Perhaps the fact that it has disappeared so quickly is evidence of the vapidness of Honda’s myearthdream.com concept. Reaching out to race fans while simultaneously funding petrol wasting automobile racing must have created some cognitive dissonance even for the auto executives. But this schlock is part of what makes analyzing greenwashing interesting. A lot of people must see this stuff and thing, ‘gee, Honda cares about the environment.’
Meanwhile, despite portraying itself as a green player, Toyota has resisted efforts to increase fuel efficiency
Jeep of the Jungle
This series of advertisements treats endangered animals as fun props in the service of selling vehicles
that contribute to global warming and off-road habitat degradation. Nice job, Jeep!
Not to be outdone, General Motors has brought the distortion of nature to new lows in its own series of ads for the Hummer. These dumb “Wild” Hummer commercial beg the question, Could a company be more out of touch with the environmental impact of its products?
The Model T got better gas mileage than the average Ford vehicle today. Read more here
But that doesn’t stop Ford’s marketing crew from creating the illusion of progress, as was clear by their sponsorship of Yahoo!’s greenwashing ad-revenue portal.
After California mandated that automakers sell some electric cars, they complied. This documentary is the story of how they produced a popular electric vehicle but refused to sell it, choosing instead to lease it, fight the mandate in the courts, and eventually re-possess, crush, and destroy all the cars.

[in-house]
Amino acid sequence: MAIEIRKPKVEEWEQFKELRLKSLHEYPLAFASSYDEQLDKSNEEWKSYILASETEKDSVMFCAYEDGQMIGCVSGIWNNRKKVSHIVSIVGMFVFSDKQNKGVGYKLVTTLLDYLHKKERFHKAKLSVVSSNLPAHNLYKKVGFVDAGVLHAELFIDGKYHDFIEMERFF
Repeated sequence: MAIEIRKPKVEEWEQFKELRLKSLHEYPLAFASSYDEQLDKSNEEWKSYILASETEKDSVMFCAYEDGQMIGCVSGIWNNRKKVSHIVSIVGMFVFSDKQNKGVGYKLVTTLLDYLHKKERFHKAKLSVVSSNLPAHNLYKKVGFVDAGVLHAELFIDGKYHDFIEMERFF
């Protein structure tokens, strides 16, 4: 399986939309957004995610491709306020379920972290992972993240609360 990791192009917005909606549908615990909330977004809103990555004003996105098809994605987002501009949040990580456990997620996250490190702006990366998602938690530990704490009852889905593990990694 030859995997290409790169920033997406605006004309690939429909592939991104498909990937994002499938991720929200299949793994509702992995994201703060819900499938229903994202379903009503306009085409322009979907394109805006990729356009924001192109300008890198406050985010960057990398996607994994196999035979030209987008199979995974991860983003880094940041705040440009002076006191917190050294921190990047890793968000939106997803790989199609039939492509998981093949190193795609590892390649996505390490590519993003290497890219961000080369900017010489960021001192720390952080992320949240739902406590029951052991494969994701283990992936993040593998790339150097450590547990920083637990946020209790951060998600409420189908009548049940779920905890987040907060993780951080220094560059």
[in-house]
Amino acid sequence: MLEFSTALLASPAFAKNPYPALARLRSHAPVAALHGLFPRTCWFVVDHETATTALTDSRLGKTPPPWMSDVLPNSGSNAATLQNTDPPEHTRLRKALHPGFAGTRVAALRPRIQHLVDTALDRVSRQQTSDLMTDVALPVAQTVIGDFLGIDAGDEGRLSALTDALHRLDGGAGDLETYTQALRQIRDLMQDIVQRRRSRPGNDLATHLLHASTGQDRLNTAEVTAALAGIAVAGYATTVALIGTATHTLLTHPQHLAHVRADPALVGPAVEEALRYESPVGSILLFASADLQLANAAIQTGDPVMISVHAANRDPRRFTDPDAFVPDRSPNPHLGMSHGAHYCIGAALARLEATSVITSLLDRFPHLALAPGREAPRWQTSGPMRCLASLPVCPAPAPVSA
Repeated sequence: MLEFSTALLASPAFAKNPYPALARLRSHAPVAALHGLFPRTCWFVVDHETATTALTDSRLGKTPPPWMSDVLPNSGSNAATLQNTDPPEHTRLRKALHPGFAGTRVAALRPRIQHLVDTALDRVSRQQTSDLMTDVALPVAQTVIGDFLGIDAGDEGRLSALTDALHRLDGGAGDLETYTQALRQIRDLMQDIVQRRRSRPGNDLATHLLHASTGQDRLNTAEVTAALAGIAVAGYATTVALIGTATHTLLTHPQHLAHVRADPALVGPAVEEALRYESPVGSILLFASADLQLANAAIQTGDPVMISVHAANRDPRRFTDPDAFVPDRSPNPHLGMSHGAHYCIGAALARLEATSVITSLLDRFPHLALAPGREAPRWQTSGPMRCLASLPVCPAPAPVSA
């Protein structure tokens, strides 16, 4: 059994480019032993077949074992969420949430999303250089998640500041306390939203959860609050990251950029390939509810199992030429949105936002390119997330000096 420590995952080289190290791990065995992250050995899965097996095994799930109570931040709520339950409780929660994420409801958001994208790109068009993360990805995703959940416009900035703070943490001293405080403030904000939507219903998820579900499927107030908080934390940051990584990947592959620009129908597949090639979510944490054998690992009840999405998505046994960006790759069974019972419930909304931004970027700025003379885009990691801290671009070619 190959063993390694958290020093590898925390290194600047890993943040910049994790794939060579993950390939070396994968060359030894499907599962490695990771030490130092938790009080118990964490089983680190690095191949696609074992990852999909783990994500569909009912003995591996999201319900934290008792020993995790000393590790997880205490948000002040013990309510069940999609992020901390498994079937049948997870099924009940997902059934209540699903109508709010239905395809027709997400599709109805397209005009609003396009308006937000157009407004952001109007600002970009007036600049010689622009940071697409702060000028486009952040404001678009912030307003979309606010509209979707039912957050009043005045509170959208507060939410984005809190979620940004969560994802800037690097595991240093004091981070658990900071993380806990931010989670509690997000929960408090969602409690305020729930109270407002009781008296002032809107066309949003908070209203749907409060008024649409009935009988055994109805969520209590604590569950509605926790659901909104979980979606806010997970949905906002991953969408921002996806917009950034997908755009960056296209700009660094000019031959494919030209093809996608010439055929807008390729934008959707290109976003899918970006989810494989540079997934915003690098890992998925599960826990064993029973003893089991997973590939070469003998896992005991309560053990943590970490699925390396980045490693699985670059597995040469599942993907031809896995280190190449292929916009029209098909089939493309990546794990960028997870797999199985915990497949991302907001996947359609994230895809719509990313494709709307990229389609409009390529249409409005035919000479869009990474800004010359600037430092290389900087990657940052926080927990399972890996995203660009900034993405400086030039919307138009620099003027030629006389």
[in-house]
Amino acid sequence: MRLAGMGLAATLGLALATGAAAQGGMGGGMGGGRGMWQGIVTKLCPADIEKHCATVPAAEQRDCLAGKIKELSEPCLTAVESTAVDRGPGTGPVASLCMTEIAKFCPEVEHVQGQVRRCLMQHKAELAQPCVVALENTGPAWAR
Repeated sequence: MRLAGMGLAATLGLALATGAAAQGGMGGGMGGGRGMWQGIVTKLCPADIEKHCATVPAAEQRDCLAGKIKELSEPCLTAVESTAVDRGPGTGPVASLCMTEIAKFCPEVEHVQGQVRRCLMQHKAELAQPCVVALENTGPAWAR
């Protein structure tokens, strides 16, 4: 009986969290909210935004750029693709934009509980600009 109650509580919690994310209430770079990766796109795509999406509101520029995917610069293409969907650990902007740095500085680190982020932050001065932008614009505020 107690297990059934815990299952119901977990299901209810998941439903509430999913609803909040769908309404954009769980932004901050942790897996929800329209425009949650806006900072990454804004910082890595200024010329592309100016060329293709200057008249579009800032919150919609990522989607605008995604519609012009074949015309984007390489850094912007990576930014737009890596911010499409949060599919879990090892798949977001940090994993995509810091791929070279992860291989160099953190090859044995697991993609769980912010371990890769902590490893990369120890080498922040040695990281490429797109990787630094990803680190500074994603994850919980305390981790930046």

Today’s concept cars from GM are less interesting than the production cars of 1997 (see below). What’s going on here?
All the auto makers want consumers to believe they are doing their best to solve our dependence on oil, but this documentary demonstrates that the profitability of oil has led companies like GM to ignore common sense and extend the oil addiction.
Ironically, as oil prices have risen, and demand for vehicles powered by alternative energy sources has risen, American automobile companies have been struggling to sell oversized SUV gas guzzlers and their market share has fallen. Ford now brags about its Highlander Hybrid (“bold moves”), but Toyota has a half-dozen similar vehicles and passenger hybrid cars also. So while Ford tries to portray itself as leading the way, they are really lagging behind. Who Killed the Electric Car shows how the American auto industry got to this sad state by fighting the inevitable decline of the internal combustion engine.